Keep Kitty Hydrated
Many cats scowl at the sight of water. “Cats evolved in deserts, so they can conserve water and don’t have high thirst drives like dogs,” explains Christine A. Bellezza, DVM, codirector of Cornell University’s Feline Health Center. Still, cats that don’t drink enough can become dehydrated, which can cause constipation, feline lower urinary–tract disease, or kidney disease. Bellezza offers these tips to get finicky felines to drink up.
Serve low-sodium broth or the juice from canned tuna. But don’t salt food in an attempt to increase thirst, as many vets used to suggest. Too much salt can lead to urinary blockages, bladder stones, and progressive kidney disease.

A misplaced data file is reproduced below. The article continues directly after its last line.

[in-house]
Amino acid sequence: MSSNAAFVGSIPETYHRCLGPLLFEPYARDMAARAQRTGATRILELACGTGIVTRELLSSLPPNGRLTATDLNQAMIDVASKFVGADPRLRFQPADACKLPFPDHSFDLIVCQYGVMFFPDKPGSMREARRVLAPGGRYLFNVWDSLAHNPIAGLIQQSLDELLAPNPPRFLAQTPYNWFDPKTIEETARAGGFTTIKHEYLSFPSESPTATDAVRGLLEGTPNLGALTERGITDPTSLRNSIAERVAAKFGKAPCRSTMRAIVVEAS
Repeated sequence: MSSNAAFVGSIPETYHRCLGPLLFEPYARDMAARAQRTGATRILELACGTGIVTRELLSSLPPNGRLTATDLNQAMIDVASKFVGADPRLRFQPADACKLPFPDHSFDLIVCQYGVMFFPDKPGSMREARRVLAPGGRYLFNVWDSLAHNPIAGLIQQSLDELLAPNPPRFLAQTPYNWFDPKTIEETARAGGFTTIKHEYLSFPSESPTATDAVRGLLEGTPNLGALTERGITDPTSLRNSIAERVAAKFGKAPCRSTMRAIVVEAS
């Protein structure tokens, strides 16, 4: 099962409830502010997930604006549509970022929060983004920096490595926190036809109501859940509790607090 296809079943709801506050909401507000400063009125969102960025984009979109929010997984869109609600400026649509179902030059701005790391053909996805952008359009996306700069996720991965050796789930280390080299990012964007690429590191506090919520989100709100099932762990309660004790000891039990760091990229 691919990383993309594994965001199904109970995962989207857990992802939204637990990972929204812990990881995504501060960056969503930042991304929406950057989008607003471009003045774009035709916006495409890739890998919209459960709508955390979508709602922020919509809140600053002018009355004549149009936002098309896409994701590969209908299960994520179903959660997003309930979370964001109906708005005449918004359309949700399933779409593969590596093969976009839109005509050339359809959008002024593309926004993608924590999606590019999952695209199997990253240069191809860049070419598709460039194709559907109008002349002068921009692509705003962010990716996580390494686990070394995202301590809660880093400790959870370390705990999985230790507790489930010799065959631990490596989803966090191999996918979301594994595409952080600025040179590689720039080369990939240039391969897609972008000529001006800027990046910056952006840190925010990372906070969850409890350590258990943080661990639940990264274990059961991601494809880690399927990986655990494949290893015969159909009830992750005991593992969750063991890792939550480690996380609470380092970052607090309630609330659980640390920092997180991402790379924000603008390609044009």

Cow’s milk can cause diarrhea—and therefore dehydration—so try a lactose-free alternative specially formulated for cats.
Tap-water additives, like chlorine and fluoride, can taste bad to cats, so serve filtered or bottled water, or try a circulating water fountain.
If your cat has a urinary ailment, moisten dry food with water or switch to canned wet food, which is roughly 78 percent water compared with 7 to 10 percent for dry food.
Some cats are just quirky, so swapping out a different water bowl or placing the bowl somewhere unusual (never near their litter box) may do the trick.